Microsoft's open 'ElectionGuard' SDK aims to secure democratic elections

At its Build 2019 developer conference, Microsoft today announced an open source tool for helping to protect elections. Called "ElectionGuard," the software development kit (SDK) is focused on making sure that votes are verifiable, secure, and auditable.

In terms of verification, ElectionGuard enables voters to track their votes through a web portal with a unique code; they can also optionally confirm that their votes were correctly tabulated and not altered or tampered with, and properly counted. The ElectionGuard SDK will also allow anyone to build their own election verifier, allowing news media, observers, voters, and candidates to confirm votes were accurately recorded.

To secure things, Microsoft is using a type of encryption called "homomorphic encryption." With a lot of the work done by Microsoft Research to make it work in election systems, homomorphic encryption allows "mathematical procedures – like counting – to be done with fully encrypted data." From Microsoft:

By running an open election verifier, anyone can securely confirm that the encrypted votes have been correctly aggregated and that this encrypted tabulation has been correctly decrypted to produce the final tally. This process allows anyone to verify the correct counting of votes by inspecting the public election record while keeping voting records secure. The use of homomorphic encryption to enable verification is separate from and in addition to the process of paper ballots counted as an official election tally.

On the auditing front, the ElectionGuard SDK can be used to support an "enhanced form of statistical auditing." Using an encrypted, electronic record of every ballot, election officials can use ElectionGuard to select ballot records at random and compare them against their paper record to ensure the integrity of an election.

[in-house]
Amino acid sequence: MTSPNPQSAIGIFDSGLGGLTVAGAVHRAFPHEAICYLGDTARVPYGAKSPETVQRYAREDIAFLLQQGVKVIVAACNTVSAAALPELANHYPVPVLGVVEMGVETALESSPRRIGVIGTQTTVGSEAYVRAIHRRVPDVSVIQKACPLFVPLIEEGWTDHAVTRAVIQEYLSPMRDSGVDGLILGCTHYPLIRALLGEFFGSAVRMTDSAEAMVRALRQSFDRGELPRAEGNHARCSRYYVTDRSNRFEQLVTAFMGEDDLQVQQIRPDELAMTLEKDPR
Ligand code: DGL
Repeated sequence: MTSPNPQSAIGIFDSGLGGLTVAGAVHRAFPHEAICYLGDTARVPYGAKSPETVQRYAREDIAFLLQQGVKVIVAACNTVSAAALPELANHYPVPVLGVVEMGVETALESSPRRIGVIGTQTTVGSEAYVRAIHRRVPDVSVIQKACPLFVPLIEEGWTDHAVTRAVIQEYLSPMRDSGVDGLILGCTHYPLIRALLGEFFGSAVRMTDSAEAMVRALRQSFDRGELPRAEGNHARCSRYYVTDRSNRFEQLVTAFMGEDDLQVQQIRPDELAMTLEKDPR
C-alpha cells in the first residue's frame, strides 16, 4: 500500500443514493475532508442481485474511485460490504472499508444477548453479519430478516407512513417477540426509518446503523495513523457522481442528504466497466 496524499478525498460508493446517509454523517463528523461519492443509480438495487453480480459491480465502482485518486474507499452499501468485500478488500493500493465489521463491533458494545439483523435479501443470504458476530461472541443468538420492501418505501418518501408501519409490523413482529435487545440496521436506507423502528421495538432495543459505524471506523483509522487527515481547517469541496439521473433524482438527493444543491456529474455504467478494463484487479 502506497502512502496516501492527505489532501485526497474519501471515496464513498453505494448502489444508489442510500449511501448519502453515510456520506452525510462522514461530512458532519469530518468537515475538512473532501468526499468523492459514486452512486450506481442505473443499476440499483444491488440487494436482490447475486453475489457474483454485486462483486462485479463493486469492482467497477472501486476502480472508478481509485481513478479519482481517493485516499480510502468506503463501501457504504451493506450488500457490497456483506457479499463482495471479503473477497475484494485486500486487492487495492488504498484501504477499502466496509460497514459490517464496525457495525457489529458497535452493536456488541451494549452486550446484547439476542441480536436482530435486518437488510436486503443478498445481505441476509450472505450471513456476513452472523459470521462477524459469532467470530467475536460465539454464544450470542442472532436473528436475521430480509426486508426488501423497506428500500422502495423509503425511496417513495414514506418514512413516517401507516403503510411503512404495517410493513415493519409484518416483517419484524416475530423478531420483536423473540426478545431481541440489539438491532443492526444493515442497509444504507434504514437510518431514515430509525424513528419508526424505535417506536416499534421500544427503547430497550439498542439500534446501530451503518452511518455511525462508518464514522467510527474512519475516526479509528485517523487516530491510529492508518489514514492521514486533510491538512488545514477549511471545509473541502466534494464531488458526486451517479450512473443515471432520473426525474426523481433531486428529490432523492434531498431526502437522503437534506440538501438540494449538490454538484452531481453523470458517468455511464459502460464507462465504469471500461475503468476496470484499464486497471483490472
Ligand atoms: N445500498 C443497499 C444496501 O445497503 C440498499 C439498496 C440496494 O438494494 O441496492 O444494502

Microsoft has also built a reference voting machine with enhancements to make voting a less onerous process. In one example, people will be able to research candidates and make their vote selections at home. After they've made their selections, the can then print a QR code that will automatically populate their ballot at their voting place when scanned.

Microsoft says it is already working with election systems vendors to incorporate aspects of the ElectionGuard SDK in current voting machines and those that are still in development. The ElectionGuard SDK is expected to be available through GitHub this summer, according to Microsoft. ElectionGuard also complements the launch of Microsoft 365 for campaigns (opens in new tab) to help protect political campaigns from hacking.

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Dan Thorp-Lancaster

Dan Thorp-Lancaster is the former Editor-in-Chief of Windows Central. He began working with Windows Central, Android Central, and iMore as a news writer in 2014 and is obsessed with tech of all sorts. You can follow Dan on Twitter @DthorpL and Instagram @heyitsdtl

  • This might go a long way in helping weak democracies - like the United States. Jokes aside, great idea.
  • Your joke is funny because it's true. Their voting machine companies retooled accounting software to turn it into voting software. As such it's possible that whoever controls the machine can determine what percentage of a person can vote for a candidate.